Reduced frequency of high cholesterol levels among patients with intracerebral haemorrhage

A. Thrift, J. McNeil, G. Donnan

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To determine whether a relationship exists between high cholesterol levels and intracerebral haemorrhage (ICH) a case-control study was undertaken on 331 consecutive cases of first-episode primary ICH, verified by computed tomography, and 331 age- and sex-matched community controls. Using conditional logistic regression the adjusted odds ratio (OR) of ICH among individuals reporting a high cholesterol level was 0.45 [95% confidence interval (Cl), 0.28-0.731. A similar finding was observed when the analysis was limited to those using cholesterol-lowering drugs (OR 0.25; 95% Cl, 0.08-0.80). These data provide support for an inverse relationship between high cholesterol levels and ICH. When considered together with previous findings, in which low cholesterol levels have been associated with an increased risk of haemorrhagic stroke, these data provide evidence that this inverse relationship may extend into a higher range of cholesterol values.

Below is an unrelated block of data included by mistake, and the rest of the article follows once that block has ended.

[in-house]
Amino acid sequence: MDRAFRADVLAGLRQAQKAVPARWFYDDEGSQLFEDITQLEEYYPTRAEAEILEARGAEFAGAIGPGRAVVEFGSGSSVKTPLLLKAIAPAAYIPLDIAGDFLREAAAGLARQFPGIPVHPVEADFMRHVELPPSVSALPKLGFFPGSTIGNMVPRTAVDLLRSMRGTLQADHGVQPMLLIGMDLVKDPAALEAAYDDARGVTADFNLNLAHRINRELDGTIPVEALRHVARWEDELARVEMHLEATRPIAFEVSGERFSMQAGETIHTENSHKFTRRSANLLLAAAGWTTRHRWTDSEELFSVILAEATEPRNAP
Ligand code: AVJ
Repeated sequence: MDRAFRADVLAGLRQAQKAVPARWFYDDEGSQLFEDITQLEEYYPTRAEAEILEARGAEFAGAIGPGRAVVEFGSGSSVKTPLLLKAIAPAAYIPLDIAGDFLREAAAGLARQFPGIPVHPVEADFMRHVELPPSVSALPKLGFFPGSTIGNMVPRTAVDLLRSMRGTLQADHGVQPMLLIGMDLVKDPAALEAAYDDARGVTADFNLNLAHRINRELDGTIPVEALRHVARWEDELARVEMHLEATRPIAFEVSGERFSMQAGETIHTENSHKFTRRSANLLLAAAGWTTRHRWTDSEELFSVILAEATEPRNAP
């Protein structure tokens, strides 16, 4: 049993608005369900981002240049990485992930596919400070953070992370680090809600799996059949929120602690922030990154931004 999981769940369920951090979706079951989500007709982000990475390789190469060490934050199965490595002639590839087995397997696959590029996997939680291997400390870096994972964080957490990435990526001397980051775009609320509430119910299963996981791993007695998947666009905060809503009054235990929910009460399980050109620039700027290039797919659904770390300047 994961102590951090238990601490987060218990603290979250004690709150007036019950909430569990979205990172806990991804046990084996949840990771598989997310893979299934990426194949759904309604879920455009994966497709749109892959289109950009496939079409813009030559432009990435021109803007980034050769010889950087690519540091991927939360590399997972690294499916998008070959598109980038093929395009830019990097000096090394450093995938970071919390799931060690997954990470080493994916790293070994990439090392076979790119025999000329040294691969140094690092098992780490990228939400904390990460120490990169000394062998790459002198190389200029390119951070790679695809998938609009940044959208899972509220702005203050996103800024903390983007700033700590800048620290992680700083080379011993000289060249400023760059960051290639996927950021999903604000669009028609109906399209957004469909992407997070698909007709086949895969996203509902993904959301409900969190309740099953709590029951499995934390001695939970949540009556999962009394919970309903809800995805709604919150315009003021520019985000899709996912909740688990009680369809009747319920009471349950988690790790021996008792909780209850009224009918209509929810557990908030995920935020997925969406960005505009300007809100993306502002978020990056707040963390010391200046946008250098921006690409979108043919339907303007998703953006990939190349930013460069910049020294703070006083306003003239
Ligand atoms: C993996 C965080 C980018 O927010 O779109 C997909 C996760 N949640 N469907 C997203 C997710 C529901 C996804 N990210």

Original languageEnglish
Pages (from-to)376-380
Number of pages5
JournalJournal of Clinical Neuroscience
Issue number4
Publication statusPublished - 1 Jan 2002


  • Australia
  • Case-control
  • Epidemiology
  • Intracerebral haemorrhage
  • Risk factors

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